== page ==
Monday, April 01, 2002

!!!!!vxcvxc!!!!!!
The Howard-Dominique Relationship: From The Very Beginning

Here was her hero: the innovator who created those objects of beauty, of which she violently destroys, every single time encountered, for fear that they become abused by one who cannot fathom nor bear their greatness. This love, thus, she must deny. He forces her, however, to acept all that she loves him for as the undeniable way moral practicality that the world will accept, must accept (eventually). In terror of such blasphemy against her paradigm, she fights but does no real harm against him, and his progress is really still in the main. He violates her, defiles her virginity and gives her the fleeting intimate taste of his greatness, ability to survive through will; he scorns her errorneous pessimism that he will fail, and she returns, (generalized quote) "You have no right to do this! We are even of different status. You don't know how much pain I will be in if I see you die at the hands of someone else.."

So, obviously, being raped by the genius Howard Roark isn't that convincing of a situation; her views are not changed at first rape, and she becomes even more pessimistic, so much more that next they meet, she decides she must destroy him, lest someone else does for a purpose less noble!


Q: Why does Dominique resist Roark, despite the fact that she seems obviously lovesick for him?

A. T'was the thing she "had thought about, expected..." The direct showing of his invincibility against all the malevolence this world would cast upon him, the evilness she thought would kill him via her pessimistic world view.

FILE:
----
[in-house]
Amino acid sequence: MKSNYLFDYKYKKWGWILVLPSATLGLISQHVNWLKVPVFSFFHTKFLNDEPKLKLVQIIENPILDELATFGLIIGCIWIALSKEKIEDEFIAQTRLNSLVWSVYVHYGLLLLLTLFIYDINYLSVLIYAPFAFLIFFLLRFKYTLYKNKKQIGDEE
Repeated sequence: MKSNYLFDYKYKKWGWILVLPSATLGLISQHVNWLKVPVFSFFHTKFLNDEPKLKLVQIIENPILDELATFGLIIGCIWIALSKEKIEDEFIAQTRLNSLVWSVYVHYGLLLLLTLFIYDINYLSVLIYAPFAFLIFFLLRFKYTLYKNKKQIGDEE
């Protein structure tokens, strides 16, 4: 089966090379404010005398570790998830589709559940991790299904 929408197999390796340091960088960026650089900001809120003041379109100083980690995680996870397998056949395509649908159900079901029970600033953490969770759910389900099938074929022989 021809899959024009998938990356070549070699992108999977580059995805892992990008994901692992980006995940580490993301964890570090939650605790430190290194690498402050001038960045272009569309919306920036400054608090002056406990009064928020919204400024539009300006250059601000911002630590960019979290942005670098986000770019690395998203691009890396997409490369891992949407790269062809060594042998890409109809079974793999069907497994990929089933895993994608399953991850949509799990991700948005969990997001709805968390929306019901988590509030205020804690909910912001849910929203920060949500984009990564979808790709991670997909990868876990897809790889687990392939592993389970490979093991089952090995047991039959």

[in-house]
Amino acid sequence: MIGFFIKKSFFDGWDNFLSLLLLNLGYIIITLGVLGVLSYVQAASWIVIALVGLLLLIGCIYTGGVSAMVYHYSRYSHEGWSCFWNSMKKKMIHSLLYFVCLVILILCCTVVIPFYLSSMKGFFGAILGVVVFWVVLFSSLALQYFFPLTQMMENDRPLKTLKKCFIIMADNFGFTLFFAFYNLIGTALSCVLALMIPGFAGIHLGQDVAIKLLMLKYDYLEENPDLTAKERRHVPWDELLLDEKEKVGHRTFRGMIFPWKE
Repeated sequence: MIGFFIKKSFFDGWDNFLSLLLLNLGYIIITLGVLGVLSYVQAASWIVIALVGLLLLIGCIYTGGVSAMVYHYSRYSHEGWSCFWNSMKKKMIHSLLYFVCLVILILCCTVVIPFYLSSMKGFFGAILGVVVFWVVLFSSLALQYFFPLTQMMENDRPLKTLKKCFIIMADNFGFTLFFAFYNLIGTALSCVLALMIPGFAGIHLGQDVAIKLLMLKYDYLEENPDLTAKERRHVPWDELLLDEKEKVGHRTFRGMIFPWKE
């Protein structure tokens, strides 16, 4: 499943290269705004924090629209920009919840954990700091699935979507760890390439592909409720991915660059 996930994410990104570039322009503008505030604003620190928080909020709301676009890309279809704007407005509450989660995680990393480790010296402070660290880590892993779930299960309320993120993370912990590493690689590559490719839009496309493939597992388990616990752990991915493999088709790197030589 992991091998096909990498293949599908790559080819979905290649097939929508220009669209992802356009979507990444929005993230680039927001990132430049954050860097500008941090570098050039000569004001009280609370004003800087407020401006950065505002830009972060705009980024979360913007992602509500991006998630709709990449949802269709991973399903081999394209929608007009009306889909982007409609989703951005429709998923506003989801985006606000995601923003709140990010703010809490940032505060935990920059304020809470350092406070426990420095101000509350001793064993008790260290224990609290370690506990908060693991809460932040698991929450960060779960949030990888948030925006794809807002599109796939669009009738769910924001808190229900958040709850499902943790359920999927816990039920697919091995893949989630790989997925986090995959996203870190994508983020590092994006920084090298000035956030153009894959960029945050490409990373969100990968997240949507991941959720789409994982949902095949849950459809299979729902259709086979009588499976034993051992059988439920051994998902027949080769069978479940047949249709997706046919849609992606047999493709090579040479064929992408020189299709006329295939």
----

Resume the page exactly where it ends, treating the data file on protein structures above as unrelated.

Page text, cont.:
"... an act of scorn... Not as love, but as defilement. And this made her lie still and submit. One gesture of tenderness from him--and she would have remained cold, untouched by the thing done to her body. But the act of a master taking shameful, contemptuous possession of her was the kind of rapture she wanted."

Her pessimism forbids her from allowing herself to truly love Roark; she knows that she will only be broken: he will be destroyed, as all modern heroes = martyrs in her view. Thus, "love" becomes defilment: defilement of her virginity, her pessimistic world view. Such an objective stance at proving her wrong allowed her to submit to the "thing one could not bear longer than a second."

One bit of unsureness (tenderness) from Roark, and Dominique would not submit, and her pessmism would re-surge fullswing as its usual indestructable bulwark. Roark's lovemaking is objective; he forces him upon her once he knew their passion is mutual; the last meeting in the forest, where she swiped him across the face with her riding lash due to his non-chalence, solidified this knowledge. Moreover, he forces his love upon her because he wants to prove to her his "super-sureness" about himself; his integrity penetrates Dominique's pessimism for an instant and it allows her to submit to a world where such a being may prosper.

T'is the thing that she "could not have known, because this was not part of living..." Her pessimism decreed that such rapture -- such ultimate intimacy from one whom she idolizes, but knows cannot exist, or if existing, not for long -- is impossible in reality. And perhaps it is... she spends nearly all of the rest of the book rejecting this "one second," as she teams up with Toohey to destroy him -- for the sakes of mercy for Roark.